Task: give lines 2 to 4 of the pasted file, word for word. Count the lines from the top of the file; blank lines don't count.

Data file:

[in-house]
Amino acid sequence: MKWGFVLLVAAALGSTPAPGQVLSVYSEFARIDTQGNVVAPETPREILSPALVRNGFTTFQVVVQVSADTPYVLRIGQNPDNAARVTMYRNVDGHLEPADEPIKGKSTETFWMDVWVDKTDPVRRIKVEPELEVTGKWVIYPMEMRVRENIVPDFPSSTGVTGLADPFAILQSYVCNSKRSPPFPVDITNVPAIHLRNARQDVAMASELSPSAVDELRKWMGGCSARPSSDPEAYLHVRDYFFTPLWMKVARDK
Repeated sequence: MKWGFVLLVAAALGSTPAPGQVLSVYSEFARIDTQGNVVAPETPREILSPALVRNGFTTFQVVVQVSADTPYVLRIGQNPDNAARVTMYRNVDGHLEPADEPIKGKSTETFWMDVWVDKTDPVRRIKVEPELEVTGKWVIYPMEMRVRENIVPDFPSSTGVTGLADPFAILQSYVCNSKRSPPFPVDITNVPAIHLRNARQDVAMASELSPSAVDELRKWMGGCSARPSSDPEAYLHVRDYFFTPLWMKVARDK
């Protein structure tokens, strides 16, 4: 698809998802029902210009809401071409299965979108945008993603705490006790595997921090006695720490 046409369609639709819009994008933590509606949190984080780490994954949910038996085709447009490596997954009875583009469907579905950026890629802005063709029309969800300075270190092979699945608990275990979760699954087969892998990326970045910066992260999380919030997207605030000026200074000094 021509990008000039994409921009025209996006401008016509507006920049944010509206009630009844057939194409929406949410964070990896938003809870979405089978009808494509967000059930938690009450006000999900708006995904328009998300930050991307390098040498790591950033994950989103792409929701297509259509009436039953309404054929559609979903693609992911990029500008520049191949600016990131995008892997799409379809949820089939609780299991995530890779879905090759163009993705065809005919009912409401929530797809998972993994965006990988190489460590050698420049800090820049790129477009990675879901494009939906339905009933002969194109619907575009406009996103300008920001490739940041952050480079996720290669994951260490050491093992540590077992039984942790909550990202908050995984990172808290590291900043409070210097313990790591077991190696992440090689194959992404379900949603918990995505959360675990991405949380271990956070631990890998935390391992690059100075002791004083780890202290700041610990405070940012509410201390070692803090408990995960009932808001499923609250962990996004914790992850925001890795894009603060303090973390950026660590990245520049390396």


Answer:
Amino acid sequence: MKWGFVLLVAAALGSTPAPGQVLSVYSEFARIDTQGNVVAPETPREILSPALVRNGFTTFQVVVQVSADTPYVLRIGQNPDNAARVTMYRNVDGHLEPADEPIKGKSTETFWMDVWVDKTDPVRRIKVEPELEVTGKWVIYPMEMRVRENIVPDFPSSTGVTGLADPFAILQSYVCNSKRSPPFPVDITNVPAIHLRNARQDVAMASELSPSAVDELRKWMGGCSARPSSDPEAYLHVRDYFFTPLWMKVARDK
Repeated sequence: MKWGFVLLVAAALGSTPAPGQVLSVYSEFARIDTQGNVVAPETPREILSPALVRNGFTTFQVVVQVSADTPYVLRIGQNPDNAARVTMYRNVDGHLEPADEPIKGKSTETFWMDVWVDKTDPVRRIKVEPELEVTGKWVIYPMEMRVRENIVPDFPSSTGVTGLADPFAILQSYVCNSKRSPPFPVDITNVPAIHLRNARQDVAMASELSPSAVDELRKWMGGCSARPSSDPEAYLHVRDYFFTPLWMKVARDK
């Protein structure tokens, strides 16, 4: 698809998802029902210009809401071409299965979108945008993603705490006790595997921090006695720490 046409369609639709819009994008933590509606949190984080780490994954949910038996085709447009490596997954009875583009469907579905950026890629802005063709029309969800300075270190092979699945608990275990979760699954087969892998990326970045910066992260999380919030997207605030000026200074000094 021509990008000039994409921009025209996006401008016509507006920049944010509206009630009844057939194409929406949410964070990896938003809870979405089978009808494509967000059930938690009450006000999900708006995904328009998300930050991307390098040498790591950033994950989103792409929701297509259509009436039953309404054929559609979903693609992911990029500008520049191949600016990131995008892997799409379809949820089939609780299991995530890779879905090759163009993705065809005919009912409401929530797809998972993994965006990988190489460590050698420049800090820049790129477009990675879901494009939906339905009933002969194109619907575009406009996103300008920001490739940041952050480079996720290669994951260490050491093992540590077992039984942790909550990202908050995984990172808290590291900043409070210097313990790591077991190696992440090689194959992404379900949603918990995505959360675990991405949380271990956070631990890998935390391992690059100075002791004083780890202290700041610990405070940012509410201390070692803090408990995960009932808001499923609250962990996004914790992850925001890795894009603060303090973390950026660590990245520049390396």